Advances in Hydrographic Data Processing: Time for a Paradigm Shift

Jonathan Beaudoin

QPS Canada Ltd.

Monday, Feb. 29, 2016, 3:10pm
Chase 130

With currently available software, hydrographic data processing can be challenging for even experienced users. Though software generally keeps up with advances in hardware and processing methods, many of the frustrations are due to the fact that the human operator must connect all the pieces together to come up with the final processing solution.

The problem in many cases is the human operator. Humans make typing errors when transcribing vessel configurations from one software application to another or from one coordinate frame convention to another. Humans make errors when importing ancillary data and then failing to associate it with the correct data files. Humans make errors when changing processing configurations and not then triggering the appropriate reprocessing or perhaps not triggering it for the correct files. Any human error along the way leads to poor results in the final product and many wasted hours, days or even weeks troubleshooting the source of the error.

A paradigm shift is a fundamental change in approach or underlying assumptions. With the release of QPS Qimera, we are striving for a paradigm shift in that we are automating the mundane and error prone tasks for which computers are well suited but humans are not. Examples of where computers beat human operators include data transcription, unit conversion, coordinate frame transposition, processing state management and job scheduling. Qimera isolates the stages for which a human brings value to the process. Examples where humans win out (for the moment) include data integration troubleshooting, processing configuration management and data validation.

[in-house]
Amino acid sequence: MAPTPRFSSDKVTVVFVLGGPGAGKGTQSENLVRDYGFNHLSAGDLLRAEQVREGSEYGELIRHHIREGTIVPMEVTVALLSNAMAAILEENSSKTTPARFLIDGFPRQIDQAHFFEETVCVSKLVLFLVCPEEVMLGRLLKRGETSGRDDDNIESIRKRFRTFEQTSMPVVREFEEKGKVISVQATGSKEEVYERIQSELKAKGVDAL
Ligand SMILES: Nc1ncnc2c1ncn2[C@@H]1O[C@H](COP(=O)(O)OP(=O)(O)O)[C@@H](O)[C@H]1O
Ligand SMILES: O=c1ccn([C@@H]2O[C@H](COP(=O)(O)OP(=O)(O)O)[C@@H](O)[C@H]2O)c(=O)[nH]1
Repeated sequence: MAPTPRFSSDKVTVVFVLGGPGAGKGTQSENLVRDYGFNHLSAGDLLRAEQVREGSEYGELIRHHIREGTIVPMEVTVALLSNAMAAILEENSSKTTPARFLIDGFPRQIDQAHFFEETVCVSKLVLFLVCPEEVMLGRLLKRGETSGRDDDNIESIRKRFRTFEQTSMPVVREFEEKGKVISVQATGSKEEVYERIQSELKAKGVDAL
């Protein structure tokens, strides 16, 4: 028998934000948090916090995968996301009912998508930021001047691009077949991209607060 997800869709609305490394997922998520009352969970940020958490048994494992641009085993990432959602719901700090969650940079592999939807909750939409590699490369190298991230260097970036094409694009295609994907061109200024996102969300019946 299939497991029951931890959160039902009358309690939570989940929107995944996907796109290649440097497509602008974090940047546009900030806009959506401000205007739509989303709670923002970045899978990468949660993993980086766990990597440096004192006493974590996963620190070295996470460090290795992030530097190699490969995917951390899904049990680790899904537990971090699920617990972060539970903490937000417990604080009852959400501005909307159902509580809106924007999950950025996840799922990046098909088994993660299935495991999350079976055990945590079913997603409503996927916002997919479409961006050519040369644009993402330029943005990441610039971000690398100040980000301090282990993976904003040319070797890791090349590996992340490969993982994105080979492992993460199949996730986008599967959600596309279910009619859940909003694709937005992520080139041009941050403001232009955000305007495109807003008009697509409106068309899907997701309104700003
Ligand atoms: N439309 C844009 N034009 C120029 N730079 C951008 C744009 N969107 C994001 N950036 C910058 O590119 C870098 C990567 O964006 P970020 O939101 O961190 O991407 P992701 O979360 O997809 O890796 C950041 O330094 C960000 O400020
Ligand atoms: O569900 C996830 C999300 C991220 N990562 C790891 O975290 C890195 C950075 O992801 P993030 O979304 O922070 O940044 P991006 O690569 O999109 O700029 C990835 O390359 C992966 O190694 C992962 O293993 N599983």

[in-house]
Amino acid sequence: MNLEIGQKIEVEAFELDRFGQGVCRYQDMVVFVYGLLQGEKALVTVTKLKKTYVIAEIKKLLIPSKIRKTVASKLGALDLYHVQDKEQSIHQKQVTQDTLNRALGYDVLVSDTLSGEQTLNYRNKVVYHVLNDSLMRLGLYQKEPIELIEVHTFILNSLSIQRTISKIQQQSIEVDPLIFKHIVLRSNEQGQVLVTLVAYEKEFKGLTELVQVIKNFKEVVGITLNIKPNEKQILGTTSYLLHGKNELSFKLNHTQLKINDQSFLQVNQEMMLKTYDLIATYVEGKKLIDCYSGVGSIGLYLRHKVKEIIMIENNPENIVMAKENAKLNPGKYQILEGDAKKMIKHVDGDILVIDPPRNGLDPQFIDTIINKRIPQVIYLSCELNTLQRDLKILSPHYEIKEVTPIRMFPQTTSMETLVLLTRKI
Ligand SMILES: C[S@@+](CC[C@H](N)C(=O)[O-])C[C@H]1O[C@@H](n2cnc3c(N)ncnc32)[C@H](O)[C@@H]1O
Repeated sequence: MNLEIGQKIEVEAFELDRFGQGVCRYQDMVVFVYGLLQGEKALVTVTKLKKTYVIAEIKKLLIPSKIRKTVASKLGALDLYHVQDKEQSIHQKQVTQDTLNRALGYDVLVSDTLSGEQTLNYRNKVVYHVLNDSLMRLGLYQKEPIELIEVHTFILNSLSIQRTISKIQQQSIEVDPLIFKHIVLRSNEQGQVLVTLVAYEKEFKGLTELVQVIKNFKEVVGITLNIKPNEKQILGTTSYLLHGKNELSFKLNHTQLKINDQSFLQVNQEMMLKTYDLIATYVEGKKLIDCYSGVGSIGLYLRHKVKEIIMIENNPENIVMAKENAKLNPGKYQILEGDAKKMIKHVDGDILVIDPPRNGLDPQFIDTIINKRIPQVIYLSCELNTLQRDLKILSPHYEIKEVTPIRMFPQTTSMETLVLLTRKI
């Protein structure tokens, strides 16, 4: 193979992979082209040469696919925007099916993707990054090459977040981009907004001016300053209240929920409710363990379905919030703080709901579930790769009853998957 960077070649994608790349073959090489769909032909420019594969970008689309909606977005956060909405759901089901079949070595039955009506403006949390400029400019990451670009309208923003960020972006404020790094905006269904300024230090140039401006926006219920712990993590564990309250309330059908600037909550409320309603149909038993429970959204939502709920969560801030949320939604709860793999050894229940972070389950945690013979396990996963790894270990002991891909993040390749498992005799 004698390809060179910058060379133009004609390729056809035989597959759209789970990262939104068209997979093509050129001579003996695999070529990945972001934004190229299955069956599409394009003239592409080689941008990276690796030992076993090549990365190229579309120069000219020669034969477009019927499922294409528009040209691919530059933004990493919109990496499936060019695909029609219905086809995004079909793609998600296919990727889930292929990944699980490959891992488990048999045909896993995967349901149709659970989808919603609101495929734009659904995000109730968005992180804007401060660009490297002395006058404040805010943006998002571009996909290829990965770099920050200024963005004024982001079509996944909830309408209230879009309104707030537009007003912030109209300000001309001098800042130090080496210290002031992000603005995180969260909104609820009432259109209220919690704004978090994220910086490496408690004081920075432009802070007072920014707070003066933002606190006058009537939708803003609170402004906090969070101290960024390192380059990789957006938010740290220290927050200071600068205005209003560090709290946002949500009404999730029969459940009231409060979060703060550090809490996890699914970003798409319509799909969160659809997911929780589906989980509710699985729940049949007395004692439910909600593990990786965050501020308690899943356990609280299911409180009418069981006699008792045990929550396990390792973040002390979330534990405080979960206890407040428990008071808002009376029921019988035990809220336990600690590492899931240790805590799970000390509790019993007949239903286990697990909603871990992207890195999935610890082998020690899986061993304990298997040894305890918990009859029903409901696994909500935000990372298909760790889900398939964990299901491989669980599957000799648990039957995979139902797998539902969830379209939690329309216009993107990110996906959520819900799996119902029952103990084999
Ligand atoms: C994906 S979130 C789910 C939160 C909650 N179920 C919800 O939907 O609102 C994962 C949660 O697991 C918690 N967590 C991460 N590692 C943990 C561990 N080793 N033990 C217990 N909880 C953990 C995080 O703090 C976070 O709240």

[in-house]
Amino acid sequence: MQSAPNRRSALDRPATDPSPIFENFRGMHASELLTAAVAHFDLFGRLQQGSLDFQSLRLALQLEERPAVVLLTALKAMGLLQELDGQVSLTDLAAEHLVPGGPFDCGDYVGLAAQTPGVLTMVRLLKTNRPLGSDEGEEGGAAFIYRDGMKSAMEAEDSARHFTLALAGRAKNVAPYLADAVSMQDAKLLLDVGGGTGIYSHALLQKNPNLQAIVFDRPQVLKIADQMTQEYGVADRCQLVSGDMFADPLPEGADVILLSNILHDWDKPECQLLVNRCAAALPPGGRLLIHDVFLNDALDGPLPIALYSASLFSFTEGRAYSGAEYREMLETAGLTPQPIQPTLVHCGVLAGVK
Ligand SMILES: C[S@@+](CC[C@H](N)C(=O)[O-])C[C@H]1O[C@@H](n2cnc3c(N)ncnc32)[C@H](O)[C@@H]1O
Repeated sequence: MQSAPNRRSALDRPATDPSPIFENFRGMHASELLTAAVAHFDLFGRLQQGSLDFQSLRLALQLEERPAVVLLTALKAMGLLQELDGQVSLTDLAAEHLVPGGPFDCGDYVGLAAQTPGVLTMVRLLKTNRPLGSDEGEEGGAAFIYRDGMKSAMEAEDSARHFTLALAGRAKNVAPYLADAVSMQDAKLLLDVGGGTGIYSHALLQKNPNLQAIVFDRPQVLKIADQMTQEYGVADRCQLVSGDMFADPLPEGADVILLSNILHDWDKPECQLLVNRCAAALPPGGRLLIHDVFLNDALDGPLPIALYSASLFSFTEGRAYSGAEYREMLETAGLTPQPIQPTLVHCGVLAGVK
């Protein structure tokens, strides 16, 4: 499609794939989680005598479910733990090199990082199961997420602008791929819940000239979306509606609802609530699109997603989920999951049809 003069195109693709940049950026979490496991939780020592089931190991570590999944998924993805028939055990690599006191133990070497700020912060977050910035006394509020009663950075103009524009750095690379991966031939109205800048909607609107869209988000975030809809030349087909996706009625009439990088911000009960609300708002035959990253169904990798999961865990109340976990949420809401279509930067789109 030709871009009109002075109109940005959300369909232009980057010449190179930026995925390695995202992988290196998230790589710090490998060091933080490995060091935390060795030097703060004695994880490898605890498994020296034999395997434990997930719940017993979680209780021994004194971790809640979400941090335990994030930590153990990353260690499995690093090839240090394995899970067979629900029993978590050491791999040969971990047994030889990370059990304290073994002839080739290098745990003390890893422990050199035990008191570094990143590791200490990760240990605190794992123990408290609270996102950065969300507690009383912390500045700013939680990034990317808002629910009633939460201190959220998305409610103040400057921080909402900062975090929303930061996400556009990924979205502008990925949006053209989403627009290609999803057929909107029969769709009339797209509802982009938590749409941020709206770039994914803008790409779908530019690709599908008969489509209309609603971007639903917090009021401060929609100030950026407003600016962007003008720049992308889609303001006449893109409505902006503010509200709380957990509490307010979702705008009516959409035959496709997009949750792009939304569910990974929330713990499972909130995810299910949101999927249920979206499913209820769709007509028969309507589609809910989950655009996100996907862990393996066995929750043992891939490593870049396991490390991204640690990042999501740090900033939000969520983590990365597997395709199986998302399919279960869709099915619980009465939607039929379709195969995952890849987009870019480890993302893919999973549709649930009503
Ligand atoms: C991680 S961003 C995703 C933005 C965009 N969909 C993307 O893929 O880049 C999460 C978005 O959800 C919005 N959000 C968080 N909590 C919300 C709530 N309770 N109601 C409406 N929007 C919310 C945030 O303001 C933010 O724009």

With these concepts in mind, Qimera was built from the ground up with a Guided Workflow design philosophy that lets non-expert users arrive at typical bathymetric deliverables with little training or expert knowledge. Qimera also provides a Dynamic Workflow in that it is easy to make processing configuration adjustments or to perform data validation and to immediately assess the impacts of changes. The shortened feedback cycle between cause and effect promotes causal reasoning, a key ingredient for natural human learning processes. In effect, it allows users to train themselves.

In this talk, we examine common sources of human error and demonstrate potential improvements to workflows with working examples of Qimera in action.


Jonathan Beaudoin has a Ph.D (2010) in Geodesy and Geomatics Engineering from the University of New Brunswick and Bachelor's degrees in Geodesy and Geomatics Engineering (2002) and Computer Science (2002), also from UNB. After finishing his Ph.D, he came to CCOM and did research in the field of echosounding uncertainty associated with oceanographic variability, seabed backscatter processing and improving best practices in multibeam echosounder fleet management as the Principal Investigator of the NSF-funded Multibeam Advisory Committee. After nearly four years at CCOM, Jonathan returned to Fredericton, Canada in 2013 to work for QPS where he is Chief Scientist and Product Manager for FMGT, FM Midwater and Qimera.